In the book, The Dictator’s Handbook: Why Bad Behavior is Almost Always Good Politics (Amazon,) authors Bruce Bueno de Mesquita and Alastair Smith systematically present the idea that whether it be an autocracy, a democracy or something in between, leaders do whatever keeps them in power, regardless of the national interest.
From the book:
Our starting point is the realization that any leader worth her salt wants as much power as she can get, and to keep it for as long as possible.
Paying supporters, not good governance or representing the general will, is the essence of ruling.
In politics, coming to power is never about doing the right thing. It is always about doing what is expedient.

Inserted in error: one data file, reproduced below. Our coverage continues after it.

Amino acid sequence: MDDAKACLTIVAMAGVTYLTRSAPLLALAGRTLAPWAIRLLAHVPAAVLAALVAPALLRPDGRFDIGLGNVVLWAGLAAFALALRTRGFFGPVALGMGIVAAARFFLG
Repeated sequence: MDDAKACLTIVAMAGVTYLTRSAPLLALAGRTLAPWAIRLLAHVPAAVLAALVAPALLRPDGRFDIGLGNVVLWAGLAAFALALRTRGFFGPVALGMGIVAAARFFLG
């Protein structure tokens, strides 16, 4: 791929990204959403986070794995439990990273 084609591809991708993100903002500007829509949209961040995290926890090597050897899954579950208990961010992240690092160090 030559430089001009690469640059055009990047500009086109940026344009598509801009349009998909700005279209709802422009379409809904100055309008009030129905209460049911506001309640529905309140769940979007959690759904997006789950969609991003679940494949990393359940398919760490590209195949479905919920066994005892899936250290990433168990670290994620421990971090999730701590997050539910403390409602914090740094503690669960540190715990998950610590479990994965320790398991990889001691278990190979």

Having competent ministers, or competent corporate board members, can be a dangerous mistake. Competent people, after all, are potential (and potentially competent) rivals.
The three most important characteristics of a coalition are: (1) Loyalty; (2) Loyalty; (3) Loyalty. Successful leaders surround themselves with trusted friends and family, and rid themselves of any ambitious supporters.
Recommendation: Worth a read. Or, you could just watch this video instead: